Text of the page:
Patty: Presently I shall be on the way to Japan. I was going without a word because I had given a promise to your brother John. But it is not within human nature, at least mine, to leave without telling you again that I love you better than life, and that I am innocent of the wrong you were so ready to believe. Some day ask John; tell him that I have broken my word; he will tell you how truth was made a lie. I realize now that I ought to have stood my ground. I ought to have nailed the lie then. But my proofs were not such as would do away with all doubts. And besides, when I saw that you had believed without giving me the benefit of a doubt, I was angry. And so I left you, refusing to speak one way or the other. John will tell you. And if my cause is still in your thought and you care to write, mail your letter to my bankers. They will forward it. And if I should have the happiness to be wanted, even if I am at the ends of the world, I shall come to you.
He did not sign it, but he read it over carefully. There was nothing to cut, nothing to add. He folded it, then laid his head on his extended arms. A door opened and closed, but his ear was dull. Then everything became still. Scientists have not yet fully explained what it is that discovers to us a presence in the room, a presence that we have neither seen nor heard enter. So it was with Warrington. There was no train of collected thought in his mind, nothing but stray snatches of this day and of that the picture of a smile, a turn in the road, the sound of a voice. And all at once he became conscious that something was compelling him to raise his head. He did so slowly.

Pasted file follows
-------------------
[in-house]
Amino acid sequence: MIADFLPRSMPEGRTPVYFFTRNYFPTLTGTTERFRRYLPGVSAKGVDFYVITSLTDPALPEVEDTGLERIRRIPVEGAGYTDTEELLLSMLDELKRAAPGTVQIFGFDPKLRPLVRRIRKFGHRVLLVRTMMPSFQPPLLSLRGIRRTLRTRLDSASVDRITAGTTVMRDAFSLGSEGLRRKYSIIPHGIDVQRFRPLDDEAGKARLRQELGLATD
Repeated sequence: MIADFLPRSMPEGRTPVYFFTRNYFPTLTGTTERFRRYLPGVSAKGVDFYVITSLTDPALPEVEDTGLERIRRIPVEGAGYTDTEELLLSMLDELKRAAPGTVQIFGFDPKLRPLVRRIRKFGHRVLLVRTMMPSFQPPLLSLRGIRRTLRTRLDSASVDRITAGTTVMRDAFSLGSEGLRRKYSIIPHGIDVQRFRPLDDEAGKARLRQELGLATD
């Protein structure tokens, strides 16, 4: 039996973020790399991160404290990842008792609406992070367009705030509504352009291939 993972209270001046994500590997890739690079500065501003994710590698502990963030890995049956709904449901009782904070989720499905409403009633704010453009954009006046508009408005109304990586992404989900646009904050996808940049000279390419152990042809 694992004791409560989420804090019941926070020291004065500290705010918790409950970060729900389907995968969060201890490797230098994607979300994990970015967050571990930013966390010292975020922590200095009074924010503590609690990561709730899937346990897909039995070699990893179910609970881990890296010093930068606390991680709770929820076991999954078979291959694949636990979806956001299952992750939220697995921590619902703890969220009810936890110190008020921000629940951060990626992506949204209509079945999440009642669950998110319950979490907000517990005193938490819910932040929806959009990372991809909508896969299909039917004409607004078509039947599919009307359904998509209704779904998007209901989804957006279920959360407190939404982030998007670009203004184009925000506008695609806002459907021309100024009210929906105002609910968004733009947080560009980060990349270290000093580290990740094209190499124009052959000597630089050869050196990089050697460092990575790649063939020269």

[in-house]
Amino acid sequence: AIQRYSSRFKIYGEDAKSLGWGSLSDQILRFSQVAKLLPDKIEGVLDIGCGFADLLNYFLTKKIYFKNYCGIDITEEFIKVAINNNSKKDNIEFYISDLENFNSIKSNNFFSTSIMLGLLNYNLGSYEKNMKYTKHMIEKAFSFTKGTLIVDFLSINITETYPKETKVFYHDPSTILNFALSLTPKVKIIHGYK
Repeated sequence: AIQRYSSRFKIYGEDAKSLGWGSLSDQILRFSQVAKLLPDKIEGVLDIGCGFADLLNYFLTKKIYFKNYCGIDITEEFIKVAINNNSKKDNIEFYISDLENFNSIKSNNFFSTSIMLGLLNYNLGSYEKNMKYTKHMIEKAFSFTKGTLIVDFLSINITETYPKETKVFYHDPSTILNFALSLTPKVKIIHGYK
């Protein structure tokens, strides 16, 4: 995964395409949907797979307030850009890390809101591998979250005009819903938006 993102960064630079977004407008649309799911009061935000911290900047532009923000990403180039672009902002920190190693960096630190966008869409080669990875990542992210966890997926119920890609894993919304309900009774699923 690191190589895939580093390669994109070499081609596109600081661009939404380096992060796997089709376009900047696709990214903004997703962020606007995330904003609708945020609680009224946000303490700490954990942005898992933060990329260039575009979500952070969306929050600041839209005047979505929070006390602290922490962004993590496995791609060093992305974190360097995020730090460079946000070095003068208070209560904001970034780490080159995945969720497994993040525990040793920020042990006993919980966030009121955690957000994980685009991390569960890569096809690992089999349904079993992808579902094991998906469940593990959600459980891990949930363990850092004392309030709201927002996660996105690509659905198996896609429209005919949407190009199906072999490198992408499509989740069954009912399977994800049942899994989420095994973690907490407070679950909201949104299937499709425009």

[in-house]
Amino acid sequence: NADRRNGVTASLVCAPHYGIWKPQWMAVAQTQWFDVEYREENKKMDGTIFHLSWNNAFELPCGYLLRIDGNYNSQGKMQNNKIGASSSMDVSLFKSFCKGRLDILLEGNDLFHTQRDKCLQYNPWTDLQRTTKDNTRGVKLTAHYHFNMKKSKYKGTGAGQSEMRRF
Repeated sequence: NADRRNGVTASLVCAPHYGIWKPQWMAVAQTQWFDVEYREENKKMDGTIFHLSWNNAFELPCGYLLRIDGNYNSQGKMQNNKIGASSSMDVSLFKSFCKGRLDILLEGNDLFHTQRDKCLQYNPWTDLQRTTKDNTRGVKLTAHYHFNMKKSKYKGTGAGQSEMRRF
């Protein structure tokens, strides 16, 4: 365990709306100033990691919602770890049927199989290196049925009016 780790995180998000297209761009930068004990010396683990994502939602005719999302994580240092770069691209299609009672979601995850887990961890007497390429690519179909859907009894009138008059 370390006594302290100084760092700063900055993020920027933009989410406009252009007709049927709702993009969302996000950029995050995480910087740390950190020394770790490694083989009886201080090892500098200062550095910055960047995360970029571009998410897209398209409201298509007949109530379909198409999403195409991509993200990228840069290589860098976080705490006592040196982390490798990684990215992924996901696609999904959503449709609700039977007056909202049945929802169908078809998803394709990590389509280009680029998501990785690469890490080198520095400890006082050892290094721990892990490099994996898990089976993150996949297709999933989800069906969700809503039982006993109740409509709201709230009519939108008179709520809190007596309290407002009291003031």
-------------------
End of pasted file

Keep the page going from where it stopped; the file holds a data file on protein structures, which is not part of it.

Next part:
A woman was standing within a dozen feet of the desk.
“Patty!” he cried, leaping to his feet bewildered.
Patty did not move. Alas, she had left all her great bravery at the threshold. What would he think of her?
“Patty!” he repeated. “You are here?”
“Yes.” All the blood in her body seemed to congest in her throat. “Are—is it true that you are going to Japan?” If he came a step nearer she was positive that she would fall.
“Yes, Patty; it is as true as I love you. But let us not speak of that,” sadly.
“Yes, yes! Let us speak of it!” a wild despair in her voice and gesture. “Let us speak of it, since I do nothing but think of it, think of it, think of it! Oh! I am utterly shameless, but I can not fight any longer. I have no longer any pride. I should despise you, but I do not. I should hate you, but I can not ... No, no! Stay where you are.”
“Patty, do you love me?” There was a note in his voice as vibrant as the second string of a cello.
“Do you still believe that I am a blackguard?”
“I care not what you are or what you have been; nothing, nothing. It is only what you have been to me and what you still are. Something is wrong; something is terribly wrong; I know not what it is. Surely God would not let me love you as I do if you were not worthy.”